We have all seen photos and articles on the Internet encouraging us to add ‘self care’ into our days. Personally I love some of the suggestions that come up of things to do and the beautifully inspiring photos that accompany them.
This trend may have come as a result of our frantically busy schedules, our internal pressure and the expectation to put others’ needs before our own. We may have reached the point where we are due to rest and feel the need to reinvigorate ourselves. All of these things are valid and good reasons to partake in self care.
Self care is not just about bubble baths and Netflix though – that is the pretty Instagram version of self care and they are usually a fleeting fix.
Self care is being a Responsible Adult.
This form of self care is focusing on the deeper level activities that make us feel good and nurtured for our long term wellness.
Getting some daily exercise, fresh air, nature and sunshine. Making good healthy meals and food to nourish our bodies. Staying hydrated. Maintaining good hygiene. Having a disciplined sleep routine. Take time to be still and quiet. Taking a break from social media and the news for a dedicated amount of time each day. Being creative instead of consuming.
It is also all the things that we never see on social media or encouraged in articles because they are considered standard parts of life and not at all eye catching in an article headline.
A lot of self care includes the things that we don’t always want to do and may require a lot of discipline. It might not feel good in the moment, but it will likely feel good afterwards and for the long term. Making sure we have regular check ups at the doctor or dentist. Taking a break when you have too much to do (which is exactly when you need a break the most). Saying no to commitments that you are pressured into and people pleasing. Maintaining our boundaries even when it is difficult. Feeling the obligation to maintain relationships and friendships that have run their course. Being kind to ourselves when we feel we don’t deserve it. Asking for help when you need it. Self care is both the nice and the difficult things we need to do for ourselves.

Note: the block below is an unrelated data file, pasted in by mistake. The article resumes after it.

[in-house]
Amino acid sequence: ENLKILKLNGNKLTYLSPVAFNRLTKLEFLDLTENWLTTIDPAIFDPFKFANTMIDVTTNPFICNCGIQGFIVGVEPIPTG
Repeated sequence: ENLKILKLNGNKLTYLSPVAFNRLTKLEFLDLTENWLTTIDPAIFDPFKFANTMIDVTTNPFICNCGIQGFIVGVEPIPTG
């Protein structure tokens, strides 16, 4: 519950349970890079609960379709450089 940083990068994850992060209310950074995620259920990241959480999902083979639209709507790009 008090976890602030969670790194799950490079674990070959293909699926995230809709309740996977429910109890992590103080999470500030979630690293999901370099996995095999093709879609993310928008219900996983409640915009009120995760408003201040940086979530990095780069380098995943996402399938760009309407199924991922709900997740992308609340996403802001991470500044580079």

No one else is taking responsibility for your care once you are an adult. These are all things that when we were a child, a parent or guardian would have been reminding us to do or organising it for us. We have a responsibility to ourselves and others around us to take care of ourselves in a way that maintains the best possible version of ourselves. Healthy self care is somewhere in the middle between parenting and taking care of yourself, while also being able to take care of others without it being detrimental to the health and wellbeing of either party.
It is not selfish to take time to maintain yourself and replenish your energy. We don’t question whether we should service our car to keep it running well, so why do we question and deny our own needs for maintenance?
Self care should not be a reaction from a lifestyle that is constantly exhausting you. In that scenario, it may be wiser to take a proactive rather than reactive approach, and review your lifestyle and stressors instead of trying to constantly recover from them.
If you have been putting off some of the self care tasks that are less appealing, do it and follow it up with an activity that you do enjoy.
As always, experiment! If bubble baths don’t float your boat, find activities that make you feel alive, that you lose track of time while doing, and as though your internal battery has been recharged.
Take (self) care Readers.
As the saying goes, you can’t pour from an empty cup.
One of my all-time favorite people to recommend is Brooke McAlary and her new book, Care, helps us work out what to do when the world’s problems feel too big and we are burnt out from trying, and we need to restore ourselves so that we can continue to care for things.
I’ve had a lot of medical appointments over the years and I have learnt a few tips from my experiences and from the medical practitioners and their staff.
Don’t wait and miss the opportunity for a quality rest break.
Matt Haig is a brilliant writer and human being who is constantly investigating and questioning the effect of modern life on our mental health. He is a huge advocate for mental health wellness, and has shared his experiences through his multiple fiction works and his non-fiction books.